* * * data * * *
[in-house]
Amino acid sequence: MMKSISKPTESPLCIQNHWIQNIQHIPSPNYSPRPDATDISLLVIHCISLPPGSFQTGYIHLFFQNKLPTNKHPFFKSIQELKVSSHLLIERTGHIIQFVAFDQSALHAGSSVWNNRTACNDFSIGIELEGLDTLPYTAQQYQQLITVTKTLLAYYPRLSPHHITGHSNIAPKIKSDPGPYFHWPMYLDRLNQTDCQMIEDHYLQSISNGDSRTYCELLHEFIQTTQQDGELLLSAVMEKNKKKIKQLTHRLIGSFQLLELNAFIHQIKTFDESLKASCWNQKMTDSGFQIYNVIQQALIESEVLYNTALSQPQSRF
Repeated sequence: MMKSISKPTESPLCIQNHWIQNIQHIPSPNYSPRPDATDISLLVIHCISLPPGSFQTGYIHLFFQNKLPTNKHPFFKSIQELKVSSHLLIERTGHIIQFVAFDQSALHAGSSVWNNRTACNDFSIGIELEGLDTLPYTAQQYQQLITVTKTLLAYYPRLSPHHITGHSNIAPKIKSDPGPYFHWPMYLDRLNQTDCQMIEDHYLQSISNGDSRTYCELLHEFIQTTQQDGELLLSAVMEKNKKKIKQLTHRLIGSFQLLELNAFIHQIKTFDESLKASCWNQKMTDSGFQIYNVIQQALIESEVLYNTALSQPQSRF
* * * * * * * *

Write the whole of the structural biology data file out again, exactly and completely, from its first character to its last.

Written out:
[in-house]
Amino acid sequence: MMKSISKPTESPLCIQNHWIQNIQHIPSPNYSPRPDATDISLLVIHCISLPPGSFQTGYIHLFFQNKLPTNKHPFFKSIQELKVSSHLLIERTGHIIQFVAFDQSALHAGSSVWNNRTACNDFSIGIELEGLDTLPYTAQQYQQLITVTKTLLAYYPRLSPHHITGHSNIAPKIKSDPGPYFHWPMYLDRLNQTDCQMIEDHYLQSISNGDSRTYCELLHEFIQTTQQDGELLLSAVMEKNKKKIKQLTHRLIGSFQLLELNAFIHQIKTFDESLKASCWNQKMTDSGFQIYNVIQQALIESEVLYNTALSQPQSRF
Repeated sequence: MMKSISKPTESPLCIQNHWIQNIQHIPSPNYSPRPDATDISLLVIHCISLPPGSFQTGYIHLFFQNKLPTNKHPFFKSIQELKVSSHLLIERTGHIIQFVAFDQSALHAGSSVWNNRTACNDFSIGIELEGLDTLPYTAQQYQQLITVTKTLLAYYPRLSPHHITGHSNIAPKIKSDPGPYFHWPMYLDRLNQTDCQMIEDHYLQSISNGDSRTYCELLHEFIQTTQQDGELLLSAVMEKNKKKIKQLTHRLIGSFQLLELNAFIHQIKTFDESLKASCWNQKMTDSGFQIYNVIQQALIESEVLYNTALSQPQSRF